In the afternoon I start my fitness routine, which has been going great. My brother is my personal trainer, and with his help, I've gained over 10 lb of muscle and lowered my body fat by 5% so far. I still have a ways to go, but I'm extremely pleased with the results I'm seeing. Sticking to a routine is KEY – an hour-long workout can feel like torture if you don't have a solid plan. Consistency is what matters most here.

Staying Social

My routine isn't the only thing that's improved: so has my accountability. A few months ago, I joined an Early/Semi-Retirement Mastermind group with the bloggers from (name dropping time!) Fiery Millennials, Shift Upwards, Kiwi and Keweenaw, Dragons on FIRE, and I Dream of FIRE… It's a monthly conference call where we all share our transitional challenges and triumphs. This has been a great experience – having a group of people who understand your situation and can keep you motivated and accountable for your goals is a wonderful thing! I can't speak highly enough about this group – at times I feel like a slacker, because, well, I am. These people are really productive!

The Mastermind also helps with another realization I've made since quitting cubicle life: I miss chatting with coworkers. I totally underestimated the importance of socialization at work, even the small stuff. Stopping by a coworkers desk to see if they saw the latest movie, sitting down for a ten-minute coffee break, etc. I didn't realize how important these daily interactions were to my psyche until I left the workplace. Having the Mastermind is helping out quite a bit, and I've also been working hard to get over my introverted nature and reach out to more people. Justin from Root of Good recently wrote about the importance of staying social in early retirement, and it got me thinking about ways to make friends.

One way I've reached out is by joining a local hiking* group with some people in my area. Once a week, a group of us meet up at a new hiking spot and spend a few hours out in nature. It's peaceful, helps me get my steps in, and keeps me social.

One of the friends I made on a recent hike!
One of the friends I made on a recent hike!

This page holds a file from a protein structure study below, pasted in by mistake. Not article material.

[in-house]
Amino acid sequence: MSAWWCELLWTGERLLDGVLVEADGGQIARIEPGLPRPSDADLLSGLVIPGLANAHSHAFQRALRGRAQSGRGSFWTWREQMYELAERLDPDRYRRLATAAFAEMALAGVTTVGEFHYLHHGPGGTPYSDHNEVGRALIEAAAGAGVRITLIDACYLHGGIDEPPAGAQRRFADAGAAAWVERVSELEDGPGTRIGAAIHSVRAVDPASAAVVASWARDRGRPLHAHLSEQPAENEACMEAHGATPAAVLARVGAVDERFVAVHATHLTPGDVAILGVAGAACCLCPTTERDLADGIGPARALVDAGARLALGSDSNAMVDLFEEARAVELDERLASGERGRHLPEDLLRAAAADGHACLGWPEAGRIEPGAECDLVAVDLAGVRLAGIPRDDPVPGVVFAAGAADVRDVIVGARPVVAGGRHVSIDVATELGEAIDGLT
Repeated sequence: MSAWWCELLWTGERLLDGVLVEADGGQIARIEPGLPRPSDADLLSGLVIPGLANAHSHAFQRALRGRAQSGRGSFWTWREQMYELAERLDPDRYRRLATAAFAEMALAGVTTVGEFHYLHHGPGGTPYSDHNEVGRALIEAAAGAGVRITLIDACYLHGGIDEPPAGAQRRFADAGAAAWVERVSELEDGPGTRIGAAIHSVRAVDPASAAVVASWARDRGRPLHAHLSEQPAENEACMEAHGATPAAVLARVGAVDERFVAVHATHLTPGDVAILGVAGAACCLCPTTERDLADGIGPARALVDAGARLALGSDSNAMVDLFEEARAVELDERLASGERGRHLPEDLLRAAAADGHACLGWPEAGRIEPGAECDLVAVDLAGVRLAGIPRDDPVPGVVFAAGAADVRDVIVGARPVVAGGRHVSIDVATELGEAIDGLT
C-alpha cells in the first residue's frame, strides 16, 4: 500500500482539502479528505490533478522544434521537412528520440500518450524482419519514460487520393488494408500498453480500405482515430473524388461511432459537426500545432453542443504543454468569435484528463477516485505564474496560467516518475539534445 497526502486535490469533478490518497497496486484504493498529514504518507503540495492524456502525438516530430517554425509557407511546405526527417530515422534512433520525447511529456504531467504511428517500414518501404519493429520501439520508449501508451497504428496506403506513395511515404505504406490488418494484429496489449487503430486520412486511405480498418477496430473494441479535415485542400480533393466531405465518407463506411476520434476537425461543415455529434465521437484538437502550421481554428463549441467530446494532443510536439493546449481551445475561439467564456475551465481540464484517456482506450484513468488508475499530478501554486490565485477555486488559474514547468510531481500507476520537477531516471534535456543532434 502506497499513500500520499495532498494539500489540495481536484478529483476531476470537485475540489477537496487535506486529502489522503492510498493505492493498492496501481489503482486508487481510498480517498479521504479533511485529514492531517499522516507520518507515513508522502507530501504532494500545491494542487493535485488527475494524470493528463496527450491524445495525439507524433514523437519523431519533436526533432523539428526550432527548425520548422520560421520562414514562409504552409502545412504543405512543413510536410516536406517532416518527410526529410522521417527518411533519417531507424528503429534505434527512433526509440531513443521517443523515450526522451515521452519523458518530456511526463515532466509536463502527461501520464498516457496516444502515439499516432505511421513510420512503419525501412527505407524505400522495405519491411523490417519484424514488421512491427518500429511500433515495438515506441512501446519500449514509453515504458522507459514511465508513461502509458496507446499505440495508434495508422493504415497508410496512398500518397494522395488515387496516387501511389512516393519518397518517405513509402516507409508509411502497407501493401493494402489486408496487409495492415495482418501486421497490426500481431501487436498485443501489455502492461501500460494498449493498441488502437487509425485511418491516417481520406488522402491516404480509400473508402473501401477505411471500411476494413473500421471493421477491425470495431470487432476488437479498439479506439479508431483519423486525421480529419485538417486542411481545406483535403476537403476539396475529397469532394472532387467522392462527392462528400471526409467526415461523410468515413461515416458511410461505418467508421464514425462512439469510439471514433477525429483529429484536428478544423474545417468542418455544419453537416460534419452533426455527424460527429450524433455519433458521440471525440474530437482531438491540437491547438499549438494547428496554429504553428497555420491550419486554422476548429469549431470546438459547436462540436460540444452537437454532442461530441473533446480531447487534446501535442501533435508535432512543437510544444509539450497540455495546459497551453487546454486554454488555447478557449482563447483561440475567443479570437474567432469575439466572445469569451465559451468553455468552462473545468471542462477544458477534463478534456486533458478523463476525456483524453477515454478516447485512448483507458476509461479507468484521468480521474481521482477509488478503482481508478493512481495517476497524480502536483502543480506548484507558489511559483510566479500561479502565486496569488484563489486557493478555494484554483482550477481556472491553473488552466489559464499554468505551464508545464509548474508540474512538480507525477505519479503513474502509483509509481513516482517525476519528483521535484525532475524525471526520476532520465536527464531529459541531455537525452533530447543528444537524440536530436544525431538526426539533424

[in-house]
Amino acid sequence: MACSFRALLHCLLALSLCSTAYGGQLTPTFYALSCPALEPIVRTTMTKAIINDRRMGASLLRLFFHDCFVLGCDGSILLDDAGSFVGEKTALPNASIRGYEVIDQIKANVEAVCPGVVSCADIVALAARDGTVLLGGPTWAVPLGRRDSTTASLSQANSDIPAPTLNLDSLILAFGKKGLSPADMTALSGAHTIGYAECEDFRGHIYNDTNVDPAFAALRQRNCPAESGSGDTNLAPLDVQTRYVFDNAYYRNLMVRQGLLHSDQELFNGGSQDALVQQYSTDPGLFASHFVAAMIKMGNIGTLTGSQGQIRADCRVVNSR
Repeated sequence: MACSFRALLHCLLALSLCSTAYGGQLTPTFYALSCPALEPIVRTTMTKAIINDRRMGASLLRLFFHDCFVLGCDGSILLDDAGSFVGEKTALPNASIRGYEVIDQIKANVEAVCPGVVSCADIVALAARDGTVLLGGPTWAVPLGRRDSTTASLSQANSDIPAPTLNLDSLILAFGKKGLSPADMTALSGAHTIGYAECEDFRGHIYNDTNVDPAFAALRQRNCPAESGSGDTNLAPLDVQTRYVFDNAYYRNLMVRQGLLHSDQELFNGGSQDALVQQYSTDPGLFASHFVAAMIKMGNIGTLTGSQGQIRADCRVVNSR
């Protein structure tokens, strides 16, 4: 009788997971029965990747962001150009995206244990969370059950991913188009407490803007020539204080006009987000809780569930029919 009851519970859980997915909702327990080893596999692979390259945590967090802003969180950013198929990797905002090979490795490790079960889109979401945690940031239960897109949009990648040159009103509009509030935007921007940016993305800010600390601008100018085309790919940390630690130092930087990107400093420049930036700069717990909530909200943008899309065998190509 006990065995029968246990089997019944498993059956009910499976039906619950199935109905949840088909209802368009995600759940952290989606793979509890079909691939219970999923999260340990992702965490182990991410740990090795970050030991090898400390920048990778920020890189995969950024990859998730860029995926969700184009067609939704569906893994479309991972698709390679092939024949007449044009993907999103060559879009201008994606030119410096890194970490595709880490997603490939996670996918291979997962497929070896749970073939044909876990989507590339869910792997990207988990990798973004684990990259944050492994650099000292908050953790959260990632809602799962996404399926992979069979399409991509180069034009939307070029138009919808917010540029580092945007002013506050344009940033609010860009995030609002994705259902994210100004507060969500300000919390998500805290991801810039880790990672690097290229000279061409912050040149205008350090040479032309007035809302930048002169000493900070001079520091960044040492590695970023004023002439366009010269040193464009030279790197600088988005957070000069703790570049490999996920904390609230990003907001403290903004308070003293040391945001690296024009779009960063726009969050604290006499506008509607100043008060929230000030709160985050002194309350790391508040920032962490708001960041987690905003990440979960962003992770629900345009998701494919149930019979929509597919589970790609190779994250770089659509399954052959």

All this time in nature has helped me realize that I didn't really hate my job, or work in general, but instead, I hated my lack of work-life balance. Now that my burnout has subsided, I'm realizing that – similar to my hatred of the alarm clock – my frustration was misplaced. Looking forward, I can see myself potentially taking on some future part-time work (especially if I can't convince The Wife to quit), not because I need the money, but because I enjoy feeling productive, useful, and social. The key is having a balance of work and life, and the LIFE portion is what was missing from my previous job. These past few months, though, I've been more than making up for it!

Time for Friends…

Remember the ‘important things' I mentioned in our about page? “We chose FI to have more time for the important things in life.” Well, here's a sampling of some recent adventures I've had time for since quitting:

This past April, I presented at CampFI in Virginia and had a blast hanging out with dozens of cool people on the path to FIRE. One night, I even got to sing Karaoke with Miss Mazuma, and started a backstreet boys revival band with Big ERN of Early Retirement Now! Sorry, no photos here- too incriminating for the internet.**

Last month, I spent a week in Sarasota visiting my old college roommate who I haven't seen in quite some time. It was great – we biked down to Venice beach, bar and appetizer hopping along the way. Next week I'm heading out to Connecticut to visit an old high school friend, and after that, I'm stopping in Atlanta to round out the friend tour! It's so nice to have time for this stuff again… last week some friends and I visited a new brewery in town that has classic arcade games, and I crossed a childhood dream off my bucket list: I actually beat the original Simpsons arcade game!

I waited almost thirty years to see this credits screen…

…and Family

Family is another big reason I wanted more free time. In the spring, I visited my parents for a few days and caught up with them. I slept in my childhood bedroom and reminisced about old times. My dad and I took the bikes out and rolled down a new bike and pedestrian greenway they built nearby: miles of ultra wide lanes, beach and park connection access, and best of all: no cars!

Biking trails are the best!
Biking trails are the best!